Quantum confinement also enhances the multiple exciton generation because it plays a role in the Coulomb interaction, which the MEG is driven by. The quasimomentum is loosened, a vector that is associated with electrons in a crystal lattice and is responsible for transition rules that are a set of restrictions surrounding the ability of physical systems to change from a quantum state to another. This quasimomentum and energy have to be conserved in the MEG process.

In terms of predicting quantum confinement, there is a model used to do so called the Effective Mass Approximation Model. This is an efficient method for semiconductor nanostructures that are too large for their properties to be calculated using first-principles calculations.

This model is a spin-off from the particle in a box model, which is a prominent framework used within quantum mechanics. It outlines how a particle is free to move around in a deep well with impassable barriers that it cannot escape. This is an application of the Schrödinger equation, which yields insight into particle confinement through different dimensions, providing probability waves controlling the motion of small particles.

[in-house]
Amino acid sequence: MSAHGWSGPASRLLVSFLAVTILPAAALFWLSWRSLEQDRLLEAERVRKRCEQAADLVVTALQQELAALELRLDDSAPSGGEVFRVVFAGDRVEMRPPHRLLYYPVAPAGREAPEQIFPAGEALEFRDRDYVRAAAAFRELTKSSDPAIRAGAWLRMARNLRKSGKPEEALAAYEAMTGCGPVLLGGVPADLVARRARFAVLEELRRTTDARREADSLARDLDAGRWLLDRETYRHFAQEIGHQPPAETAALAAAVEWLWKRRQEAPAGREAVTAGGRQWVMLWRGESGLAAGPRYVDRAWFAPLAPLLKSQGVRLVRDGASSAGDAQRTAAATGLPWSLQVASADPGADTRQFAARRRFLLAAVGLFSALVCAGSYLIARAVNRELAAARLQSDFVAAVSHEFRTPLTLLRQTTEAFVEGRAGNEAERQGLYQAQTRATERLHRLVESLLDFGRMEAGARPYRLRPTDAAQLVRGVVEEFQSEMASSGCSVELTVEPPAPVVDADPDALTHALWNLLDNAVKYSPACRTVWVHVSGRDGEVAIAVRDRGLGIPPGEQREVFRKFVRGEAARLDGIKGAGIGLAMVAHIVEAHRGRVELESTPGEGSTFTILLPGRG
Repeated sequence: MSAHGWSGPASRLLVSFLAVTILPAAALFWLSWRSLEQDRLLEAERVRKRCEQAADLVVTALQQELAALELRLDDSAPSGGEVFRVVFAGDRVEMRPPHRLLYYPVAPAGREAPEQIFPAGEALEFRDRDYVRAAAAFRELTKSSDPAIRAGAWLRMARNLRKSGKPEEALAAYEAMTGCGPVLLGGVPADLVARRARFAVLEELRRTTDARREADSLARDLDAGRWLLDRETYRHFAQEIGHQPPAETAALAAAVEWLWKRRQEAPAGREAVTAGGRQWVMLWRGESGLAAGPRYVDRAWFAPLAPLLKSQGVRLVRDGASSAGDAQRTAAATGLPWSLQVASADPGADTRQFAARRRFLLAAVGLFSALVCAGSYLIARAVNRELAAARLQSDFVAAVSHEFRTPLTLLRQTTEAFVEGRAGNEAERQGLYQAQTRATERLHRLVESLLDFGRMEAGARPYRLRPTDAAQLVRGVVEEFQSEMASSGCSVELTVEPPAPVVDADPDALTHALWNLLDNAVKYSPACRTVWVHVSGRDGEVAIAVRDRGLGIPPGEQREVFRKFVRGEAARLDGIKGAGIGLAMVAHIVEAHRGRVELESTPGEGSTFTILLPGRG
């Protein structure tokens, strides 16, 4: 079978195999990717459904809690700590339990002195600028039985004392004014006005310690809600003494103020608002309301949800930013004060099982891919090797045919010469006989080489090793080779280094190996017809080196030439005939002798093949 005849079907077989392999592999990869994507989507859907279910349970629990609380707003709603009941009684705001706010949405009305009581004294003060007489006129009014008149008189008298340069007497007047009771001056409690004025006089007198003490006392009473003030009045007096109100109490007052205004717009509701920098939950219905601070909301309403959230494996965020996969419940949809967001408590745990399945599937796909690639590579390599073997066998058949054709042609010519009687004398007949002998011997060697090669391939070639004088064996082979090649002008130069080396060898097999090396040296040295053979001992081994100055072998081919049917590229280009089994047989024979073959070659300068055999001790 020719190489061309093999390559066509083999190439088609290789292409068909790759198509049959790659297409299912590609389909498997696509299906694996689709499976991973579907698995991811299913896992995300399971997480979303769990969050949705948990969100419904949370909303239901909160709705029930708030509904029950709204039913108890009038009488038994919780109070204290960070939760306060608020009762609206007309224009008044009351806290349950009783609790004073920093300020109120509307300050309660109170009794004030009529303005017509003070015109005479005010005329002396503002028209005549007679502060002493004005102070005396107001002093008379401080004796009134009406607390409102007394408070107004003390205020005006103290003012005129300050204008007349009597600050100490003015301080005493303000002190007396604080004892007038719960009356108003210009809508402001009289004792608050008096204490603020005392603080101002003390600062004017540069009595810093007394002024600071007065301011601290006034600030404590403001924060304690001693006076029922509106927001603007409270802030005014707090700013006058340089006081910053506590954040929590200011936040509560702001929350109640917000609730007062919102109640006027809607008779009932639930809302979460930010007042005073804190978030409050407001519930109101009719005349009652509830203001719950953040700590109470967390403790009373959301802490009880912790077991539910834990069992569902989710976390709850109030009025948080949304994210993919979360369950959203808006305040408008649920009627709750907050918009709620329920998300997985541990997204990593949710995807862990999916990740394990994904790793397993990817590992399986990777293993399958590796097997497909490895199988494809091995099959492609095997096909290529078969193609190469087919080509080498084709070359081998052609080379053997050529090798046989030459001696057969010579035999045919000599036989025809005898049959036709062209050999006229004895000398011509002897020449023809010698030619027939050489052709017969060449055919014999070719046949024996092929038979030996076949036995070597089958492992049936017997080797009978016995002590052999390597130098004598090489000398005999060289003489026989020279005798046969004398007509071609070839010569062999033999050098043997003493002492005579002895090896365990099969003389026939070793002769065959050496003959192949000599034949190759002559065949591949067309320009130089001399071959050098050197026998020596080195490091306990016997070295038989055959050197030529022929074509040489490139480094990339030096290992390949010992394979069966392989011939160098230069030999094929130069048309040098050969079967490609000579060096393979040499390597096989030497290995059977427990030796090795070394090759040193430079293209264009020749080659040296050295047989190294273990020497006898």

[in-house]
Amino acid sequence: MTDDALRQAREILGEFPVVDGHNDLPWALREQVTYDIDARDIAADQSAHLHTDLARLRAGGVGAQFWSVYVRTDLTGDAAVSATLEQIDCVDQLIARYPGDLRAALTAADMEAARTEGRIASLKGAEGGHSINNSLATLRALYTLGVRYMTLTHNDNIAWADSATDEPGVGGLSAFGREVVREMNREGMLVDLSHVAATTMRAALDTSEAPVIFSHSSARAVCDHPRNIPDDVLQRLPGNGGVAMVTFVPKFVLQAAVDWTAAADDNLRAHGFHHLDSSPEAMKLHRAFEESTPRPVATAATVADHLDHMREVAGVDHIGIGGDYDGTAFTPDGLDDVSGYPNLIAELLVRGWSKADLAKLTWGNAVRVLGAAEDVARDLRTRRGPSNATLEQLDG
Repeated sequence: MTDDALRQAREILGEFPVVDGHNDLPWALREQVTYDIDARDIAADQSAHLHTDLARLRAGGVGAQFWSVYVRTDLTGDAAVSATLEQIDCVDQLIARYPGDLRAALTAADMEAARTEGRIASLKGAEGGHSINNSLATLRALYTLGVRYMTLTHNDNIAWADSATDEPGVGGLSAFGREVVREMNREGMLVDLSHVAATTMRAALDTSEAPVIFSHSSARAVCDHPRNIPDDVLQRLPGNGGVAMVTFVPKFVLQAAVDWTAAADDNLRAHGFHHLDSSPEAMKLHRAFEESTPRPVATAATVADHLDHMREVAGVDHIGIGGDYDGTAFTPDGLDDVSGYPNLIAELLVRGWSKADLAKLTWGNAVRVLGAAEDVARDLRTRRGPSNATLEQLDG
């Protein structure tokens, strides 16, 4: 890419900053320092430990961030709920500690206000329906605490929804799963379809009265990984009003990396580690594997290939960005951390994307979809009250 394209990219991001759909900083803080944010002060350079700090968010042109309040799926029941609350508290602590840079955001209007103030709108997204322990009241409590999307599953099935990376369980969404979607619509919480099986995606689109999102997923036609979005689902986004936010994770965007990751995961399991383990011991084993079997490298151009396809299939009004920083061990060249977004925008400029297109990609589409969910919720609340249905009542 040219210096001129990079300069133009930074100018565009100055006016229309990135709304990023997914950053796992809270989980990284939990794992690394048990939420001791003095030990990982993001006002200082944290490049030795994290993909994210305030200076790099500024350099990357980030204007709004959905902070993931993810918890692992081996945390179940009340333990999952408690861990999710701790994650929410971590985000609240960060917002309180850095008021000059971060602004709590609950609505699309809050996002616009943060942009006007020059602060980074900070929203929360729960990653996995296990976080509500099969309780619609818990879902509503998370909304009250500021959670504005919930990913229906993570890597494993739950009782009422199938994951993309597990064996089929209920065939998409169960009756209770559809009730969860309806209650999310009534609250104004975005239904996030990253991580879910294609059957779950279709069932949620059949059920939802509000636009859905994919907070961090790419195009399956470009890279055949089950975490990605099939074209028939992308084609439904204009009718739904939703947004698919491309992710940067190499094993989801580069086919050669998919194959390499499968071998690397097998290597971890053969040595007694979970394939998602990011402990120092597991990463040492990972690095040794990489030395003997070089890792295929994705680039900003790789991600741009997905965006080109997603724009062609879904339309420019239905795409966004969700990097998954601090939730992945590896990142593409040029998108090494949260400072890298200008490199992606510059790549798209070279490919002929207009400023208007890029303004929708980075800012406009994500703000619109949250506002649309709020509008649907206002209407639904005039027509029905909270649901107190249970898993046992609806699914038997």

The EMA model uses the core principles of the particle in a box model, only now it is a 3-D box as opposed to a simple 1D quantum well.

6. Quantum Yields

The quantum yield, meaning the efficiency of converting absorbed light into emitted light, is also a barrier for quantum dots. However, this is not a hopeless matter. It has been found that the quantum yields of quantum dots can be increased by surface modifications, more specifically through passivating (discussed in the next section of this article).

The quantum yield, represented with symbol Φ, is directly correlated with the efficiency of solar panels, up to the value of unity, which is 100% (Φ100) and of course is very difficult to achieve. However, we are trying to get as close as possible to Φ100 to make the highest performing cell, and advancements are rapid.

7. Passivating Quantum Dots for Boosted Efficiency